Want to write for a marketing agency? It’s a great way to scoop up freelance assignments. But if you’re not careful, that agency might actually be a content mill looking for cheap tricks.
Believe me. I learned this the hard way.
When I saw my first article published on US News and World Report I should’ve jumped up and down while singing the Halleluiah chorus.
But I didn’t.
Instead, the sight of it tangled an angry, disgusted knot in the pit of my stomach. I just got pimped by a content mill.
I wrote that article for a digital marketing agency and sold it for 20 bucks. My name wasn’t even on it.
But hers was—the web savvy millennial who’d purchased the content. It was right there next to her photo and the bio touting that she was a freelance real estate writer.
And I don’t want you to make the same mistake.
Here’s how to tell if that agency is nothing more than a pimped-out content mill:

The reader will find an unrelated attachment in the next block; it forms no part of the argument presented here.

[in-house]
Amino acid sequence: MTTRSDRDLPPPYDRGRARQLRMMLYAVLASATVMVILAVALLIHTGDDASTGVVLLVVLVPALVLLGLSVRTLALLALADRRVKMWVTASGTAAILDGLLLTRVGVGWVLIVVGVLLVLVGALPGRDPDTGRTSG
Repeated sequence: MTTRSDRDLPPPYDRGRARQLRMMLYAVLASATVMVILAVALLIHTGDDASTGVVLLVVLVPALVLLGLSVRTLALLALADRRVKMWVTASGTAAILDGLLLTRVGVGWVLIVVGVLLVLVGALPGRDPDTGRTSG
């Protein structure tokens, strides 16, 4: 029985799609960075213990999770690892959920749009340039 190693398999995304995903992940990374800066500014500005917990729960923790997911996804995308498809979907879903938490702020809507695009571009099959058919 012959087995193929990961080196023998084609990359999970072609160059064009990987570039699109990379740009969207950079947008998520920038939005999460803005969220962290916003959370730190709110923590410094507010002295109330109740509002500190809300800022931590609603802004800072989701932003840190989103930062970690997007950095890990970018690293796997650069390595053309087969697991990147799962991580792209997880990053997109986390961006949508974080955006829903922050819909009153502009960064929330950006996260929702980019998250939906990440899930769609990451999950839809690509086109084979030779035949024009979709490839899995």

Writers are always looking for reliable ways to earn a good rate writing for great clients. And increasingly, online content agencies have emerged that say they will make that easier for us.
Contently is one such agency, where it’s free to create a profile on their site.
The theory is that the Contently team will search through these writer profiles to find writers for their clients, which include some impressive brands that any of us would love to have in our samples: GE, HSBC, and American Express.
Contently also produces their own content for freelance writers, so there are actually two types of opportunities through them — writing for their clients, and writing directly for Contently.
What’s it really like writing for them? Here’s what I learned from talking to Contently staff and to writers who’re working on this platform:
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